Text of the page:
ALS Advocacy

ALS Advocacy
Lou Gehrig's Disease - Motor Neuron Disease - Amyotrophic Lateral Sclerosis
Thought it had been cured by now? Still no known cause. Still no cure. Still quickly fatal. Still outrageous.

Sunday, May 17, 2009

Nothing Is Ever Easy For Those Dealing With ALS

Below is a story about a family spending time and money and effort trying to advance the fight against ALS in Washington last week, and they didn't exactly encounter the friendly skies.

Following is from their complaint registered with USAirways. It is a good example of how we need to educate the public on the basics of ALS and respect. This kind of travel challenge reflects the rampant lack of public understanding of ALS and the constant difficulties that it presents to patients and caregivers. It also speaks to our social fabric and that our respect-for-life talk is sometimes better than our respect-for-life delivery.
Sent: Thursday, May 14, 2009 2:34 PM
To: Customer Relations
Subject: Complaint, Travel completed, Disability assistance
Importance: High
Salutation: Mrs.
First name: Glenda
Last name: Patterson
Category: Complaint
Travel time frame: Travel completed
Nature of feedback: Disability assistance
Origin city: WashingtonDC
Destination city: Orlando FL
Flight number: 1189
Travel date: 05/13/09

Comments: Upon boarding the pilot INSISTED that the battery be disconnected from Ken's power wheelchair for transport even though it is a gel battery and is not required. In fact even the mechanic told the pilot it was safer to leave the battery connected because it was very well insulated. He said no and they escorted me to the chair so I could instruct them in the operation of the chair and disconnecting the battery. Upon arrival in Orlando, I exited the plane first to help get the chair ready for my husband. While I was doing that, I could see in the window of the plane there were people gathered around our seats and told Phil (last name unknown) they COULD NOT move him without me there.He assured me they would not do such a thing.
Ken has ALS (Lou Gehrig's Disease) and has little to no use of his voluntary muscles, therefore he can not speak clearly to make his needs known. I left our 16 year old daughter with him as she is the only other person with the ability to understand him. There is absolutely nothing wrong with my husbands brain and is very likely more intelligent than those that were gathered around him. Phil sent someone up to tell them NOT to move him. The pilot then instructed them to "get this man off of HIS plane".
My husband has a feeding tube as well as a diaphragm pacer and due to the decreased muscle in his diaphragm has issues breathing...none of the airline personnel knew this because they could not understand Ken, even though he and Tabitha tried to tell them not to move him.We were having trouble getting his wheelchair operational when someone on the radio said he was being moved up to the gate. I RAN to where they were wheeling him and hear him crying hysterically and see Tabitha crying because no one would stop so she could understand what he was saying. He had to sit in the aisle wheelchair, in pain for better than 30 minutes while we were getting his chair operational. I could not help work on the chair and tend to my panicing husband who was sliding out of the chair because once again he has little or no use of his muscles.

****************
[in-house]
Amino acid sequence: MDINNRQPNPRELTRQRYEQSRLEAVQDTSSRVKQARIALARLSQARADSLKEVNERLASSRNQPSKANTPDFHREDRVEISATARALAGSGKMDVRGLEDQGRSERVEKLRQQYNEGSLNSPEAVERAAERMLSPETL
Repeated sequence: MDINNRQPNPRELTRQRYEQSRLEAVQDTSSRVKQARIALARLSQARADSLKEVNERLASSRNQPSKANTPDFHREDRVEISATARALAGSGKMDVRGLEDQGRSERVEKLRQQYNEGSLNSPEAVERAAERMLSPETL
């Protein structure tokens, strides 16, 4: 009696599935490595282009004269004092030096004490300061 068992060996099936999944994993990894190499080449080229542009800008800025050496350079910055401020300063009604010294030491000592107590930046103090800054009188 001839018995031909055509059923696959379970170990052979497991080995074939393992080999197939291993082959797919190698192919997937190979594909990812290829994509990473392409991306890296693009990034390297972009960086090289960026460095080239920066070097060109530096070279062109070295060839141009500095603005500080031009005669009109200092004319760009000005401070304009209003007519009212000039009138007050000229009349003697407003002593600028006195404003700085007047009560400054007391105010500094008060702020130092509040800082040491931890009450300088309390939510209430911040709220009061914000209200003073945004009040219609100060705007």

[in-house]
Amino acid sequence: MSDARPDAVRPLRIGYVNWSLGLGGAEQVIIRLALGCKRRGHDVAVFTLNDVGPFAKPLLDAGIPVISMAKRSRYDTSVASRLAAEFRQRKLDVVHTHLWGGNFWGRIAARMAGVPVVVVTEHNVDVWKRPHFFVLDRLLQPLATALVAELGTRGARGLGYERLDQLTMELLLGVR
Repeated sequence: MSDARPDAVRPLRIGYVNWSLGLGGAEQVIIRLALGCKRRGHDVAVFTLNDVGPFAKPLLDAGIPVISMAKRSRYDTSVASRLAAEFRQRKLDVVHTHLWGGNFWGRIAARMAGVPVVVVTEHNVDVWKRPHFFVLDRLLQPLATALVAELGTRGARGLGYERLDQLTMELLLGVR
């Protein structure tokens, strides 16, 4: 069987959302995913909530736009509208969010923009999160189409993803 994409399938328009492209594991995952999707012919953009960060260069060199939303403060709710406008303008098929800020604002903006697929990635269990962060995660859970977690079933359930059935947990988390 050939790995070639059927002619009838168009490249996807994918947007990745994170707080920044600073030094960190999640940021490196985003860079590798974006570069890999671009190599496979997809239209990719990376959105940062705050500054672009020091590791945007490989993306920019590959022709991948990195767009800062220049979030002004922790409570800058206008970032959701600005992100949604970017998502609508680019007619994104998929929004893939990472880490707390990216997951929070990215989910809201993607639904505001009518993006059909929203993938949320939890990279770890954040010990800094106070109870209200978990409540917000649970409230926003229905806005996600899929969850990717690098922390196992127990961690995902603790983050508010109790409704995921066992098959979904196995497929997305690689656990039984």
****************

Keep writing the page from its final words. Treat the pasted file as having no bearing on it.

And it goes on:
Ken is a brilliant man, who has not only served his country but also his community as a firefighter and was treated like a incompetent obstical in your pilots quest to clear his plane so he could go home. We have never received such treatment not to mention the physical danger they placed my husband in.
We travel frequently as we know our time together is limited due to Ken's diagnosis and feel it is important to make those lasting memories with our children...this is a memory I wish we could erase. I look forward to hearing how this situation is taken care of.
The thought of other physically challenged people receiving this treatment from your pilot's is sickening.
Message generated on
www.usairways.com at 5/14/2009 2:34:05 PM.

2 comments:

  1. I understand that this is the same gentleman who also is a veteran and coping with ALS. He was in Washington DC to lay a wreath at the tomb of the Unknown Soldier. Two days following that event he was on Capitol Hill asking for more research dollars to cure this disease. Leave it to U.S. Airways to publicly abuse a veteran and a model citizen who has lost his voice. What ever happened to, Fly the Friendly Skies? Did the airlines learned nothing from Captain Sully?

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  2. I am absolutely LIVID that they had to end their amazing DC journey surrounded by fools such as this US Airways pilot. I look forward to seeing that he is taught a very serious lesson-karma will find him.

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